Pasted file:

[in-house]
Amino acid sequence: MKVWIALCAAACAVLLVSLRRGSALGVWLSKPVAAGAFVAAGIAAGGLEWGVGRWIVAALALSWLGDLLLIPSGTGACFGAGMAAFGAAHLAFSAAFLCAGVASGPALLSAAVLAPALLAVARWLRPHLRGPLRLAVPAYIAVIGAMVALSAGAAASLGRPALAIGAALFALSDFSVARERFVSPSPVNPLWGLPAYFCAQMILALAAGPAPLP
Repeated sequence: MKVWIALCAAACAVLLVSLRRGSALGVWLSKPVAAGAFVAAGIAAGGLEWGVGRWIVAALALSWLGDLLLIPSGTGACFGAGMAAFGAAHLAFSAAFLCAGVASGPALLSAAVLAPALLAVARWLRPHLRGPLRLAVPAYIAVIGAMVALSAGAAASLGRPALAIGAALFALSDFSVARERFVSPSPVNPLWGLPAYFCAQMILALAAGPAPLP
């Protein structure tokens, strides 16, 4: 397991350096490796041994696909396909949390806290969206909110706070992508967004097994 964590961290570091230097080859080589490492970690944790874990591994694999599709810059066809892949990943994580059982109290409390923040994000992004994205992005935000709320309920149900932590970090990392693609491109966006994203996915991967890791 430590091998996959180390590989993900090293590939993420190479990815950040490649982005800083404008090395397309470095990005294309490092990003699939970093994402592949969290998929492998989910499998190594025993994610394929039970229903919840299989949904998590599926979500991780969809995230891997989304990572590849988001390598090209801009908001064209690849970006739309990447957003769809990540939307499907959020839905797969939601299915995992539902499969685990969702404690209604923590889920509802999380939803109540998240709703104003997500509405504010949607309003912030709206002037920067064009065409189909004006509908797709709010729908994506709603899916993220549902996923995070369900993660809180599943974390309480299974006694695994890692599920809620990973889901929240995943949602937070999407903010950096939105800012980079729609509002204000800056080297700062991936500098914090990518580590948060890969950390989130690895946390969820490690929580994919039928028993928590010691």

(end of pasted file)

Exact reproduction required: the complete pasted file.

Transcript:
[in-house]
Amino acid sequence: MKVWIALCAAACAVLLVSLRRGSALGVWLSKPVAAGAFVAAGIAAGGLEWGVGRWIVAALALSWLGDLLLIPSGTGACFGAGMAAFGAAHLAFSAAFLCAGVASGPALLSAAVLAPALLAVARWLRPHLRGPLRLAVPAYIAVIGAMVALSAGAAASLGRPALAIGAALFALSDFSVARERFVSPSPVNPLWGLPAYFCAQMILALAAGPAPLP
Repeated sequence: MKVWIALCAAACAVLLVSLRRGSALGVWLSKPVAAGAFVAAGIAAGGLEWGVGRWIVAALALSWLGDLLLIPSGTGACFGAGMAAFGAAHLAFSAAFLCAGVASGPALLSAAVLAPALLAVARWLRPHLRGPLRLAVPAYIAVIGAMVALSAGAAASLGRPALAIGAALFALSDFSVARERFVSPSPVNPLWGLPAYFCAQMILALAAGPAPLP
């Protein structure tokens, strides 16, 4: 397991350096490796041994696909396909949390806290969206909110706070992508967004097994 964590961290570091230097080859080589490492970690944790874990591994694999599709810059066809892949990943994580059982109290409390923040994000992004994205992005935000709320309920149900932590970090990392693609491109966006994203996915991967890791 430590091998996959180390590989993900090293590939993420190479990815950040490649982005800083404008090395397309470095990005294309490092990003699939970093994402592949969290998929492998989910499998190594025993994610394929039970229903919840299989949904998590599926979500991780969809995230891997989304990572590849988001390598090209801009908001064209690849970006739309990447957003769809990540939307499907959020839905797969939601299915995992539902499969685990969702404690209604923590889920509802999380939803109540998240709703104003997500509405504010949607309003912030709206002037920067064009065409189909004006509908797709709010729908994506709603899916993220549902996923995070369900993660809180599943974390309480299974006694695994890692599920809620990973889901929240995943949602937070999407903010950096939105800012980079729609509002204000800056080297700062991936500098914090990518580590948060890969950390989130690895946390969820490690929580994919039928028993928590010691």